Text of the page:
Pearl millet affected by Striga
Striga is a very important weed in pearl millet cultivation. Unlike other weeds, which compete for water and nutrients Striga, as a root parasite, literally sucks the life out of pearl millet plants. In doing so, growth is stunted and yields are greatly reduced.
Striga infested pearl millet field
Striga has been given the common name of "witchweed" because of attaching to the roots and robbing the host of water and nutrients.
White flowered Striga
There are different species of Striga. The Striga found in India is most often has white flowers. But, Striga plants with yellow, pink or purple flowers are also common.
Pink flowered striga Mauve flowered striga Red flowered striga
Small Striga seeds
compared to sorghum
Depending upon the extent of infestation, 30-60% of reduction in grain yield can occur. Striga infestation is most severe in low moisture and low fertility soils. Thousands of very small seeds are produced by a single plant of Striga. These seeds can remain dormant but viable for many years.
Striga plants emerge from the soil adjacent to pearl millet plants and produce many upright green stems with pink to white flowers.
Flowering can begin within 2 weeks and seeds begin to mature 2-4 weeks later. The seed capsules (Fig.) may contain 400-500 seeds and a single plant may produce 20,000 seeds. Mature seeds are dispersed by wind, rainwater, cultivation, soil on tools, or even grazing and manure fertilization.
Control measures: Physical control: Hand pulling at too early stage may break the shoot and reduce the rapid growth. Sparse infestation should be hand pulled shortly before flowering to prevent build up of seed. Such hand pulling should continue through to harvest and beyond so long as flowering is occurring.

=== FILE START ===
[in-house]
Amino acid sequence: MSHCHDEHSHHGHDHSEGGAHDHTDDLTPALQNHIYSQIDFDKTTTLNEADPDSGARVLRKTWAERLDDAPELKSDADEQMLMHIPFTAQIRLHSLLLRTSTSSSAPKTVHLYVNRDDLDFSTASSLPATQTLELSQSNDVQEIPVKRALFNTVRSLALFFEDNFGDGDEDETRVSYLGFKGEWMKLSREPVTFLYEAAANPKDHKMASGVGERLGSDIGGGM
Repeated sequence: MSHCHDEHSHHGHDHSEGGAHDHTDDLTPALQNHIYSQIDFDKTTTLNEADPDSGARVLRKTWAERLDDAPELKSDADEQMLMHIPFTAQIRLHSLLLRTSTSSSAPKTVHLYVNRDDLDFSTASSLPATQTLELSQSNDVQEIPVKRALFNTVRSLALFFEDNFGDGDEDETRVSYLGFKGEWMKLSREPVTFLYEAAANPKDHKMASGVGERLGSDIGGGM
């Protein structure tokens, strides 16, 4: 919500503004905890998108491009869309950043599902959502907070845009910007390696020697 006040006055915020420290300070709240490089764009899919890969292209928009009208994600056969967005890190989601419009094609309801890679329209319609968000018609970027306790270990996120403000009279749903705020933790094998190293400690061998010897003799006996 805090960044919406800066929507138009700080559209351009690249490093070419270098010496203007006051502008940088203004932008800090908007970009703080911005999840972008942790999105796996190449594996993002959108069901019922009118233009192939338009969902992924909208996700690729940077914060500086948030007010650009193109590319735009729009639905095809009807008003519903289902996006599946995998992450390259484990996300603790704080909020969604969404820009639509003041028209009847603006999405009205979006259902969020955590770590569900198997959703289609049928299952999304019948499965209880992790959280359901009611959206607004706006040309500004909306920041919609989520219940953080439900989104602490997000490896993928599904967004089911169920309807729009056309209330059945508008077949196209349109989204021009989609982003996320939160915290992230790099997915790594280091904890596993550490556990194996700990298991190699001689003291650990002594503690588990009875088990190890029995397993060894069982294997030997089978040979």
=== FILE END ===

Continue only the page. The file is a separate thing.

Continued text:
Cultural control: It has been noted that pearl millet plant shading can restrict Striga growth when generous soil fertilizer is applied. In areas of high rainfall, factors such as high plant populations, recommended fertility levels, and good weed control encourage lush crop growth and shading in spite of Striga parasitism. This is not feasible in moisture stressed rainfed areas. Crop rotation should be practiced with trap crops which stimulate Striga seeds to germinate without themselves being parasitized. Crops claimed to be effective include: cotton, sunflower, groundnut, castor, dolichos bean, and linseed. Unfortunately once a severe infestation has developed, it may take many years to reduce Striga population in the field to non-damaging level.
Chemical control: As Striga is a broadleaf plant, pre-plant herbicides such as Atrazine, Goal, and Flex show some effect though not efficient enough to be justified. Post-emergence use of 2,4-D is effective when sprayed on the Striga leaves. Though low in cost, pearl millet is vulnerable to stalk twisting and lodging if 2,4-D is sprayed into the leaf whorl. Spraying should only be done by trained labor and cautioned to the hazards.
Control measures: In summary, control of Striga infestation is difficult and requires an integrated approach. Non-host crops must be rotated (for two years in heavily infested fields) with pearl millet varieties.
Following good practices will help reducing striga effect in pearl millet crop:
plant populations and fertility adjusted for soil moisture availability to maximize shading,
weeding and Striga control through hand pulling and perhaps limited 2,4-D spraying, and finally
care not to spread seeds of Striga though fodder, manure or contaminated soil on tillage tools.
Submitted by kiran yadav on Wed, 14/03/2012 - 11:50